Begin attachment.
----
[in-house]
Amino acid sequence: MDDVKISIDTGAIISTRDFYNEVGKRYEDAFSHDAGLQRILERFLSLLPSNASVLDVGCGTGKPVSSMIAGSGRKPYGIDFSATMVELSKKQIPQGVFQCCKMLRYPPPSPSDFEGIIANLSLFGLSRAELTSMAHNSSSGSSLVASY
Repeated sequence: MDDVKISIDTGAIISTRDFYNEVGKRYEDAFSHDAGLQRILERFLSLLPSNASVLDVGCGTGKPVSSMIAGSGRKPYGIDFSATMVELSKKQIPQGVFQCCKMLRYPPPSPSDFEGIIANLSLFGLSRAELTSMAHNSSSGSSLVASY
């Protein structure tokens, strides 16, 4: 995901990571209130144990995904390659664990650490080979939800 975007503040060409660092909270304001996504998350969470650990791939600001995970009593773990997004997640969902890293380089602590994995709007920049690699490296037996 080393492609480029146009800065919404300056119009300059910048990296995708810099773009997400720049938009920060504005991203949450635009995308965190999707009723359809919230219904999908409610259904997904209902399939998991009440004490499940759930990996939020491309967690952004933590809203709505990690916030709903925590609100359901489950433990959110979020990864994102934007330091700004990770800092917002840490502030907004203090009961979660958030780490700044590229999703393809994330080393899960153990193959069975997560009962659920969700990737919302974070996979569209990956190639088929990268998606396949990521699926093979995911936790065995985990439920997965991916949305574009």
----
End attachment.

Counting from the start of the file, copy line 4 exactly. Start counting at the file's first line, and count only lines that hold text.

């Protein structure tokens, strides 16, 4: 995901990571209130144990995904390659664990650490080979939800 975007503040060409660092909270304001996504998350969470650990791939600001995970009593773990997004997640969902890293380089602590994995709007920049690699490296037996 080393492609480029146009800065919404300056119009300059910048990296995708810099773009997400720049938009920060504005991203949450635009995308965190999707009723359809919230219904999908409610259904997904209902399939998991009440004490499940759930990996939020491309967690952004933590809203709505990690916030709903925590609100359901489950433990959110979020990864994102934007330091700004990770800092917002840490502030907004203090009961979660958030780490700044590229999703393809994330080393899960153990193959069975997560009962659920969700990737919302974070996979569209990956190639088929990268998606396949990521699926093979995911936790065995985990439920997965991916949305574009």